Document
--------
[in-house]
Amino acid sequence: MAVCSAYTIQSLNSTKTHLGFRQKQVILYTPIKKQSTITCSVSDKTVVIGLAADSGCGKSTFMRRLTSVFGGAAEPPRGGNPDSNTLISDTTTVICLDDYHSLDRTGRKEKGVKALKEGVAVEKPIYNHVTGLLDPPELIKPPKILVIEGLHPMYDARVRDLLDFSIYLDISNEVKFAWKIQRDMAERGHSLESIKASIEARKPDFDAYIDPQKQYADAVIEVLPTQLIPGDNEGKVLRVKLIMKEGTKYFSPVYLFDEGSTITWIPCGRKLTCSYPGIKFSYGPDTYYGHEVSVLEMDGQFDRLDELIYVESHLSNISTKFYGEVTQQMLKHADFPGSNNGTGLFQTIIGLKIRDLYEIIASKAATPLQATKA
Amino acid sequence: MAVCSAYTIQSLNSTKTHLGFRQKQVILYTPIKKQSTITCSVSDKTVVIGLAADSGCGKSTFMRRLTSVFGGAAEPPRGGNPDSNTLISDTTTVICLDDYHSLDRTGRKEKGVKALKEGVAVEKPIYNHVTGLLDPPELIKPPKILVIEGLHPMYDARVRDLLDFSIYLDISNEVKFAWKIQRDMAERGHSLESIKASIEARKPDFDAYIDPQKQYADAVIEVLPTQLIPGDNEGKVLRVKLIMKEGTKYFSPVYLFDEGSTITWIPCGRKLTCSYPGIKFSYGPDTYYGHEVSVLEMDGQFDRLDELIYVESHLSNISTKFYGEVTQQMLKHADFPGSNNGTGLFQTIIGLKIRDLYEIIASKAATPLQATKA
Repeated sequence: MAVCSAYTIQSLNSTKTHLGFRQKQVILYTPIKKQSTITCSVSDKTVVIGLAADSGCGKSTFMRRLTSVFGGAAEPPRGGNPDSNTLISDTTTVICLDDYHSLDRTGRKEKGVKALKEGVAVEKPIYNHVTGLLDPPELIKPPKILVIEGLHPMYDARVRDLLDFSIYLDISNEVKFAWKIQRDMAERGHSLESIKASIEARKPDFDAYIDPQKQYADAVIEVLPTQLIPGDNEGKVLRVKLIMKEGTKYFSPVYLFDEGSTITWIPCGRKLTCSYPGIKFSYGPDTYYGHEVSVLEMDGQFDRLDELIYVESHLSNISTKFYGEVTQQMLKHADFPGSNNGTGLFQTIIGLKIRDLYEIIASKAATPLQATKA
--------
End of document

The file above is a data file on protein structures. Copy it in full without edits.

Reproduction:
[in-house]
Amino acid sequence: MAVCSAYTIQSLNSTKTHLGFRQKQVILYTPIKKQSTITCSVSDKTVVIGLAADSGCGKSTFMRRLTSVFGGAAEPPRGGNPDSNTLISDTTTVICLDDYHSLDRTGRKEKGVKALKEGVAVEKPIYNHVTGLLDPPELIKPPKILVIEGLHPMYDARVRDLLDFSIYLDISNEVKFAWKIQRDMAERGHSLESIKASIEARKPDFDAYIDPQKQYADAVIEVLPTQLIPGDNEGKVLRVKLIMKEGTKYFSPVYLFDEGSTITWIPCGRKLTCSYPGIKFSYGPDTYYGHEVSVLEMDGQFDRLDELIYVESHLSNISTKFYGEVTQQMLKHADFPGSNNGTGLFQTIIGLKIRDLYEIIASKAATPLQATKA
Amino acid sequence: MAVCSAYTIQSLNSTKTHLGFRQKQVILYTPIKKQSTITCSVSDKTVVIGLAADSGCGKSTFMRRLTSVFGGAAEPPRGGNPDSNTLISDTTTVICLDDYHSLDRTGRKEKGVKALKEGVAVEKPIYNHVTGLLDPPELIKPPKILVIEGLHPMYDARVRDLLDFSIYLDISNEVKFAWKIQRDMAERGHSLESIKASIEARKPDFDAYIDPQKQYADAVIEVLPTQLIPGDNEGKVLRVKLIMKEGTKYFSPVYLFDEGSTITWIPCGRKLTCSYPGIKFSYGPDTYYGHEVSVLEMDGQFDRLDELIYVESHLSNISTKFYGEVTQQMLKHADFPGSNNGTGLFQTIIGLKIRDLYEIIASKAATPLQATKA
Repeated sequence: MAVCSAYTIQSLNSTKTHLGFRQKQVILYTPIKKQSTITCSVSDKTVVIGLAADSGCGKSTFMRRLTSVFGGAAEPPRGGNPDSNTLISDTTTVICLDDYHSLDRTGRKEKGVKALKEGVAVEKPIYNHVTGLLDPPELIKPPKILVIEGLHPMYDARVRDLLDFSIYLDISNEVKFAWKIQRDMAERGHSLESIKASIEARKPDFDAYIDPQKQYADAVIEVLPTQLIPGDNEGKVLRVKLIMKEGTKYFSPVYLFDEGSTITWIPCGRKLTCSYPGIKFSYGPDTYYGHEVSVLEMDGQFDRLDELIYVESHLSNISTKFYGEVTQQMLKHADFPGSNNGTGLFQTIIGLKIRDLYEIIASKAATPLQATKA